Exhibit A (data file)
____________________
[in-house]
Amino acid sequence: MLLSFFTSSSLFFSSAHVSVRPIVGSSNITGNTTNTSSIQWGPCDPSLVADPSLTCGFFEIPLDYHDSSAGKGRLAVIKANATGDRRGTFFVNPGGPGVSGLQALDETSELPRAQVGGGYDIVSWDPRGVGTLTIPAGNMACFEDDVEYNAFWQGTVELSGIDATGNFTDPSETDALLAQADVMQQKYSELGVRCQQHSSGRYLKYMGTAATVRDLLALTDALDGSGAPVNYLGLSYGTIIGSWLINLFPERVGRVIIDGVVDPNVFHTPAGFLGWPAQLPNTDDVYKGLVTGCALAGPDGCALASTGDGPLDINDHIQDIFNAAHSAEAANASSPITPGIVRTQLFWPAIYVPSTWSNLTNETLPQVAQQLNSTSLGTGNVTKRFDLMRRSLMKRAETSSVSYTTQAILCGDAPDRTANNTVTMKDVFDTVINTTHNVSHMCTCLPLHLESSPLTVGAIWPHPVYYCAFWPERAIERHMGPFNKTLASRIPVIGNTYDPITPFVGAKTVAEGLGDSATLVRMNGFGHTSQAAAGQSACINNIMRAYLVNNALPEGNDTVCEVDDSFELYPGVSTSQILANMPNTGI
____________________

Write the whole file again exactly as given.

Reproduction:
[in-house]
Amino acid sequence: MLLSFFTSSSLFFSSAHVSVRPIVGSSNITGNTTNTSSIQWGPCDPSLVADPSLTCGFFEIPLDYHDSSAGKGRLAVIKANATGDRRGTFFVNPGGPGVSGLQALDETSELPRAQVGGGYDIVSWDPRGVGTLTIPAGNMACFEDDVEYNAFWQGTVELSGIDATGNFTDPSETDALLAQADVMQQKYSELGVRCQQHSSGRYLKYMGTAATVRDLLALTDALDGSGAPVNYLGLSYGTIIGSWLINLFPERVGRVIIDGVVDPNVFHTPAGFLGWPAQLPNTDDVYKGLVTGCALAGPDGCALASTGDGPLDINDHIQDIFNAAHSAEAANASSPITPGIVRTQLFWPAIYVPSTWSNLTNETLPQVAQQLNSTSLGTGNVTKRFDLMRRSLMKRAETSSVSYTTQAILCGDAPDRTANNTVTMKDVFDTVINTTHNVSHMCTCLPLHLESSPLTVGAIWPHPVYYCAFWPERAIERHMGPFNKTLASRIPVIGNTYDPITPFVGAKTVAEGLGDSATLVRMNGFGHTSQAAAGQSACINNIMRAYLVNNALPEGNDTVCEVDDSFELYPGVSTSQILANMPNTGI